From neural precursors to olfactory ensheathing glia:

    The neural precursor cells that are grown in the Centre laboratory originate from adult post-mortem brain. To isolate these cells, one whole olfactory bulb was used. The access to the olfactory bulb is limited and requires a major operation. Other sources for the adult neural precursor cells have been reported: The cells can be recovered from smaller biopsies removed at the time of a brain surgery from adults.

    There is another possibility to gather samples of cells that have been reported to support functional recovery after spinal cord injury. The olfactory ensheathing cell is a special type of glia that shares characteristics with astrocytes and Schwann cells. The olfactory glia is found, as the name indicates, in the olfactory bulb (OB) - In addition, the olfactory ensheathing cells have been found in the nasal cavity from where they extend toward the OB. Their biological role is to support growing axons of the olfactory receptor neuron that are born in the nasal cavity epithelium and send their axons to the OB in the brain. Olfactory ensheathing cells secrete neurotrophic factors into their surroundings and by doing so they support neuron survival. In addition, molecules known to promote neurite initiation, attachment, and growth are associated with the olfactory ensheathing cells. These cells can be separated from the OB astrocytes by their specific cell surface-protein expression pattern.

    The number of cells that can be isolated from a nasal cavity is not very high. A second problem associated with the isolation and propagation of these cells is their limited growth in vitro. During the past few months, the centre has worked in the isolation and propagation of the olfactory ensheathing cells from adult rats OB's. Although these cells seem to be highly sensitive to the time that passes before the cells are plated in their growth medium, researchers have succeeded to get the first initial short term cultures to grow. But, the purity of these cultures is still not optimal. Immunocytological staining of the cultures have shown the presence of numerous candidates for olfactory ensheathing cells but also the presence of few fibroblasts and astrocytes. Whilst other laboratories use more sophisticated methods to separate the olfactory ensheathing cells from the contaminating cells, SCS researchers see the separation problem being a minor problem to be solved.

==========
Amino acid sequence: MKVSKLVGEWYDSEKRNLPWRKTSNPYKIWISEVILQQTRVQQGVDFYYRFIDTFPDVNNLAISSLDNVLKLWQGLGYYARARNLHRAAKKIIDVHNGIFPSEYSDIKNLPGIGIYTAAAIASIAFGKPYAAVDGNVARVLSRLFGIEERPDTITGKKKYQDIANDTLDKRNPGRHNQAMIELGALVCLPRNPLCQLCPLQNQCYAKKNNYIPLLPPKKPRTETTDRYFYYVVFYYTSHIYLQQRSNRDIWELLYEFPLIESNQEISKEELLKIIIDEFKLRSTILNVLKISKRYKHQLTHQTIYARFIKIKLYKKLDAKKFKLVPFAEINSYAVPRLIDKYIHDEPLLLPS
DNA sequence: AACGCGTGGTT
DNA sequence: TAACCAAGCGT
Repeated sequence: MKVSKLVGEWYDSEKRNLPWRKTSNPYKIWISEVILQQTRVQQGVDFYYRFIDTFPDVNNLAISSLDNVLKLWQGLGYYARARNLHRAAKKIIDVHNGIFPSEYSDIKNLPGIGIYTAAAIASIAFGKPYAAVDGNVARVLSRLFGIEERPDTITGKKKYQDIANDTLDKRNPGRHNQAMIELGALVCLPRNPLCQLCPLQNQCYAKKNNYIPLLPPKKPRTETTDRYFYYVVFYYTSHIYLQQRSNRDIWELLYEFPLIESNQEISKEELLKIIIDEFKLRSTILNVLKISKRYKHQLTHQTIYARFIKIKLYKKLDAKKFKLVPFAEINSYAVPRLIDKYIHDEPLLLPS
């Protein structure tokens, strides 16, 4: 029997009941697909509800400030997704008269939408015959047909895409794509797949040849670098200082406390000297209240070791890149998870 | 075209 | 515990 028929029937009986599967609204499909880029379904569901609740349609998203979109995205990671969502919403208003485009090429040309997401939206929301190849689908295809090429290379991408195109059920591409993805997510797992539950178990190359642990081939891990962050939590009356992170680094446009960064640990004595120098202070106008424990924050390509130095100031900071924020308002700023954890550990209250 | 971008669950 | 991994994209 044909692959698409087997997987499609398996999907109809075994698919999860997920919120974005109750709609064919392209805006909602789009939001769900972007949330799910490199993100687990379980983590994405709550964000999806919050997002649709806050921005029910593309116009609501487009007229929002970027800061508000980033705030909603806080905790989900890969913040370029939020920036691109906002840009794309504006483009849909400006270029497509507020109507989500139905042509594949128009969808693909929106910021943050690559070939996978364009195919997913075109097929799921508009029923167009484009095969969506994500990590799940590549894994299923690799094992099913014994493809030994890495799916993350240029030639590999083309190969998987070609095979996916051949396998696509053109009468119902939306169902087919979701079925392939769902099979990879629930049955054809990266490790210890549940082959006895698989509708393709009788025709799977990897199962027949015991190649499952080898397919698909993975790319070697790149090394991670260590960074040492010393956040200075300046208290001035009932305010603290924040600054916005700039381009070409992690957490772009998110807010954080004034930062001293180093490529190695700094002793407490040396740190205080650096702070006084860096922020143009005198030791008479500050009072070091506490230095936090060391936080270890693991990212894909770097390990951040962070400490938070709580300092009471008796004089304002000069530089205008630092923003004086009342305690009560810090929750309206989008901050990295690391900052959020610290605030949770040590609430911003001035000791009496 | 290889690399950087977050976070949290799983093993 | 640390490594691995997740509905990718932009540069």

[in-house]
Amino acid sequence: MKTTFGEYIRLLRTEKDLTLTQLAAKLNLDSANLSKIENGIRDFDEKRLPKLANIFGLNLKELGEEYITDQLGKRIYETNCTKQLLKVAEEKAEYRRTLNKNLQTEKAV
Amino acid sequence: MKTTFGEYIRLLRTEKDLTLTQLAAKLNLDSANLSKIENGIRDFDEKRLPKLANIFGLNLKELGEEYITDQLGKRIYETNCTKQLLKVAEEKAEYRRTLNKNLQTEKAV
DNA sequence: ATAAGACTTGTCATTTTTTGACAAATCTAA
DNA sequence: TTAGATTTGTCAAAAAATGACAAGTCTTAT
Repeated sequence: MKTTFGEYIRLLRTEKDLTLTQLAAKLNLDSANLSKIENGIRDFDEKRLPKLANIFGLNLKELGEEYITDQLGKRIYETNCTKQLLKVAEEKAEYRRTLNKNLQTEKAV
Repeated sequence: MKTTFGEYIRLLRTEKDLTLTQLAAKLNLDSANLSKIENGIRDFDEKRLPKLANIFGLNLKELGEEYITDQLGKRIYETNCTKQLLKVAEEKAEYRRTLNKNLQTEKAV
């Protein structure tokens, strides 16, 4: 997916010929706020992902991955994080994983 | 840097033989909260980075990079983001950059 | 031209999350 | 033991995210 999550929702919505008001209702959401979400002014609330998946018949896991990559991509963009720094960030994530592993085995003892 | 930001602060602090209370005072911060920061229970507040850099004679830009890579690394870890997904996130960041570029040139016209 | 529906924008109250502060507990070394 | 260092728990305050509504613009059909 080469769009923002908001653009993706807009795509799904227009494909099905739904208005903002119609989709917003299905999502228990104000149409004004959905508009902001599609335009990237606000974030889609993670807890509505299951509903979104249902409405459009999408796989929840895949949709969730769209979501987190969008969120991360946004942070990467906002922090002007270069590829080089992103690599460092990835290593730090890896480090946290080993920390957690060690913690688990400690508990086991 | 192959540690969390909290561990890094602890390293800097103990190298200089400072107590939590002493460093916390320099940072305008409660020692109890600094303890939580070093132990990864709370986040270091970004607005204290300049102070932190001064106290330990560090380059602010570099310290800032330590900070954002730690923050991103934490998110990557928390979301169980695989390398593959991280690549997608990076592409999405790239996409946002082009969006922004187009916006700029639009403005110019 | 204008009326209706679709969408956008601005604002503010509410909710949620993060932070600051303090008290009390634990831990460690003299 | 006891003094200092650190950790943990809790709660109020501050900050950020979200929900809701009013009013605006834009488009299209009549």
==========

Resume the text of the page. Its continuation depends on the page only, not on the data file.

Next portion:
More work needs to be done to achieve a long-term continuous growth in the primary olfactory ensheathing cell cultures.

    The work with the neural precursor cells has revealed a great number of valuable data that can be applied to the new extended research about a supporting cell type. Although the neural precursors share few similarities with the olfactory ensheathing glia, most importantly both cell types support the host to self-repair by secreting neurotrophic factors and by laying out a non-inhibitory pathway for regenerating axons. The greatest advantage with the olfactory ensheathing glia is its safe nature as an already committed cell type, in comparison to the plasticity of a stern cell that to a great extent responds to the micro-environmental signals. However, there is one great advantage that only the neural precursor cells do provide: their capacity to form new neurons. These newborn neurons compose around 50% of all the differentiated human precursor cells on a culture dish. Thus, these cells could be used to replace lost neurons or even build new compensatory functional neural networks.

    Glossary

    Astrocytes - A supportive cell type of the central nervous system that is not electrically active.

    Fibroblasts - Cell type of connective tissue Normally not found inside the CSN but will be part of the glial scar that is formed after trauma.

    in vitro - Any biological process studied outside of the organism (literally "in glass").

    Nasal cavity epithelium defined "on of the roof of the nasal cavity that limbers stem cells for sensory neurons and olfactory ensheathing cells.

    Neural precursor cells - The young cell that has committed to a neural lineage but is still not terminally differentiated.

    Olfactory bulb (OB)--A part of the brain that receives signals from the nose.

    Olfactory ensheathing cell - A Special type of macroglia that ensheaths sensory neuron axons and support their growth from PSN (nasal cavity epithelium) to the CSN (olfactory bulb).

    Olfactory receptor neuron - A sensory cell that mediates sense of smell. These cells are renewed throughout the life and are able to grow their axons from the nasal epithelium to the olfactory bulb.

    Copyright SCS 2002 AD rights reserved

  2. #2
    Senior Member Leo's Avatar
    Join Date
    Jul 2001
    Location
    Yankton, South Dakota
    Posts
    4,005
    Good post Push,

    Great info for a slow reluctant learner like myself.

Posting Permissions

  • You may not post new threads
  • You may not post replies
  • You may not post attachments
  • You may not edit your posts
  •